Small format coffee printer have distinct character and variety of special applications that belongs to them in ways that you don’t see with, say, the narrowest versions of solvent roll fed printers.
The compact proportions of the smallest A3 bed models means they’ll squeeze into places where you wouldn’t put a wide format printer, and also the relatively low entry prices signify they’re attracting the kind of user that can’t accommodate or perhaps can’t afford a “conventional” flatbed.
Just like more importantly, these baby flatbeds are built to take deep, often three dimensional objects which are situated on the beds by vacuum and jigs.
This materials handling ability more than anything else is driving the applications, such as objects like phone and tablet cases, laptop lids, leather folder, book and iPad covers, pens, USB sticks, golf balls, plaques, ceramic tiles and plates, trophies and office nameplates. To get more industrial purposes, the printers can be used for backlit instrument panels, touch switch panels, component marking and the like.
They may print on anything that’s relatively small and solid, really. Most of these small printers use UV-cured inks, which sticks to numerous surfaces, while many (like Mimaki) can optionally print a primer fluid that increases the plethora of substrates that can be handled. Copytrax offers both strong solvent and water-based gel inks as well as UV curing.
Modest curves could be printed on, but not anything having a significant variation in height since the accurate “throw distance” from the ink droplets is comparatively small, as with any inkjet. For example golf balls can only be printed inside a fairly small circle throughout the highest point, rather than the entire of just one hemisphere.
This class of small flatbeds have vacuum beds, however if you’re printing multiple small 3D objects you’ll need a jig to keep them in predetermined positions, so the printed image is applied off to the right areas. Jigs can be made from wood, foam, metal or Perspex.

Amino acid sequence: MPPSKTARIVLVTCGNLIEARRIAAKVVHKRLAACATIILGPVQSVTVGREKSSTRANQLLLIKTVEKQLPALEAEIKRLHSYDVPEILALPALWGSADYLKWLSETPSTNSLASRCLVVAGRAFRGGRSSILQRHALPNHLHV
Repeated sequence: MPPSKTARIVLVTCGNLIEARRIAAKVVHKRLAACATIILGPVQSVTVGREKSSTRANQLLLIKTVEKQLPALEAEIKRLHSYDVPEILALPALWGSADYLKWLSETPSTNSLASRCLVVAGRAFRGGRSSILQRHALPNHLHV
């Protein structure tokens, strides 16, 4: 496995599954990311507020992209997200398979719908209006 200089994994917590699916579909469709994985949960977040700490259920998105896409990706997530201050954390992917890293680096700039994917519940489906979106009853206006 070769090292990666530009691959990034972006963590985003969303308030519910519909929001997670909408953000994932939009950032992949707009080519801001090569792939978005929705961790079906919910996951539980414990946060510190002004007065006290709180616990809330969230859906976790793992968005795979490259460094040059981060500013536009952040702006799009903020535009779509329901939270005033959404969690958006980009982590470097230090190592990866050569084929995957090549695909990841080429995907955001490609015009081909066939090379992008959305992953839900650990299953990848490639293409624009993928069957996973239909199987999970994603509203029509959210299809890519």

The jig is connected to the design system or Rip through simple templates that position the artwork objects to align together with the physical jigs. Mimaki demonstrated a jig-free camera based position locator and automatic registration system at drupa 2012, but hasn’t released it as being a production system up to now.
The FESPA Digital event in Munich this season saw the most up-to-date arrival on the baby flatbed party. Mutoh announced its ValueJet 426UF, a keenly priced A3 flatbed printer that fills a gap in their range where it couldn’t previously take on its fellow Japanese rivals Mimaki and Roland DG.
This new model is due to ship in September 2014 and we’ll consider it in more detail partly two, along with the equally interesting products available from several of the smaller European developers: Copytrax/Azon and Bergstein.
This Mimaki UJF-3042FX features a jig on its bed to position small gifts – in this case paper cutters.
Actually Mutoh has arrived rather late to the party. Mimaki announced its first A3 flatbed, the UJF-3042, five-years ago and has since revised it with a number of variations plus an A2 version. Mimaki itself wasn’t the first to build uv printer, as there was attempts to get small solvent flatbeds up and running in early 2000s.